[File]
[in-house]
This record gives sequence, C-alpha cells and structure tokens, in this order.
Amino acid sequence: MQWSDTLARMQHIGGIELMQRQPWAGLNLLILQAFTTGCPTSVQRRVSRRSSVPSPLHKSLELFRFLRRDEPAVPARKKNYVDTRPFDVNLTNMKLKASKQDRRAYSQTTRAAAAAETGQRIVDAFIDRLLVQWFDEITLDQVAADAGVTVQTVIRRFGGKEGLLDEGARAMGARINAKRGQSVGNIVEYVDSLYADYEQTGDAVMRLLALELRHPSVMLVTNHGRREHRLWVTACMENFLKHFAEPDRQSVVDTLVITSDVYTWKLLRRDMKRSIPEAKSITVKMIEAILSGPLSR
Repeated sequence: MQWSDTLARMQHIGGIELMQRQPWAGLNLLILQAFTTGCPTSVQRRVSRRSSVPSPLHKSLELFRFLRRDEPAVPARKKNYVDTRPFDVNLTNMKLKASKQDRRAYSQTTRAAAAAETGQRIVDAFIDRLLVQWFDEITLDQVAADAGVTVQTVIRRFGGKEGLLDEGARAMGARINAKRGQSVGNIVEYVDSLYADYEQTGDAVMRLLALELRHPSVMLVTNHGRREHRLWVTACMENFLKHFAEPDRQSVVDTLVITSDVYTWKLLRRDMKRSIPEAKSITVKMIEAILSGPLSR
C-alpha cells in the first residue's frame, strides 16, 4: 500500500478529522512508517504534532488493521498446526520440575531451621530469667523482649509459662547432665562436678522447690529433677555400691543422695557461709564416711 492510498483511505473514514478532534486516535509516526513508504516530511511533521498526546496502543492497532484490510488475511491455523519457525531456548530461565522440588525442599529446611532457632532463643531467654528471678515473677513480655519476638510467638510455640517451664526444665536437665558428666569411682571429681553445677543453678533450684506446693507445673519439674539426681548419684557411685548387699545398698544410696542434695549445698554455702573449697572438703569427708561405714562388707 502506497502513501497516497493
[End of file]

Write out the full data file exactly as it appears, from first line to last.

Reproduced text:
[in-house]
This record gives sequence, C-alpha cells and structure tokens, in this order.
Amino acid sequence: MQWSDTLARMQHIGGIELMQRQPWAGLNLLILQAFTTGCPTSVQRRVSRRSSVPSPLHKSLELFRFLRRDEPAVPARKKNYVDTRPFDVNLTNMKLKASKQDRRAYSQTTRAAAAAETGQRIVDAFIDRLLVQWFDEITLDQVAADAGVTVQTVIRRFGGKEGLLDEGARAMGARINAKRGQSVGNIVEYVDSLYADYEQTGDAVMRLLALELRHPSVMLVTNHGRREHRLWVTACMENFLKHFAEPDRQSVVDTLVITSDVYTWKLLRRDMKRSIPEAKSITVKMIEAILSGPLSR
Repeated sequence: MQWSDTLARMQHIGGIELMQRQPWAGLNLLILQAFTTGCPTSVQRRVSRRSSVPSPLHKSLELFRFLRRDEPAVPARKKNYVDTRPFDVNLTNMKLKASKQDRRAYSQTTRAAAAAETGQRIVDAFIDRLLVQWFDEITLDQVAADAGVTVQTVIRRFGGKEGLLDEGARAMGARINAKRGQSVGNIVEYVDSLYADYEQTGDAVMRLLALELRHPSVMLVTNHGRREHRLWVTACMENFLKHFAEPDRQSVVDTLVITSDVYTWKLLRRDMKRSIPEAKSITVKMIEAILSGPLSR
C-alpha cells in the first residue's frame, strides 16, 4: 500500500478529522512508517504534532488493521498446526520440575531451621530469667523482649509459662547432665562436678522447690529433677555400691543422695557461709564416711 492510498483511505473514514478532534486516535509516526513508504516530511511533521498526546496502543492497532484490510488475511491455523519457525531456548530461565522440588525442599529446611532457632532463643531467654528471678515473677513480655519476638510467638510455640517451664526444665536437665558428666569411682571429681553445677543453678533450684506446693507445673519439674539426681548419684557411685548387699545398698544410696542434695549445698554455702573449697572438703569427708561405714562388707 502506497502513501497516497493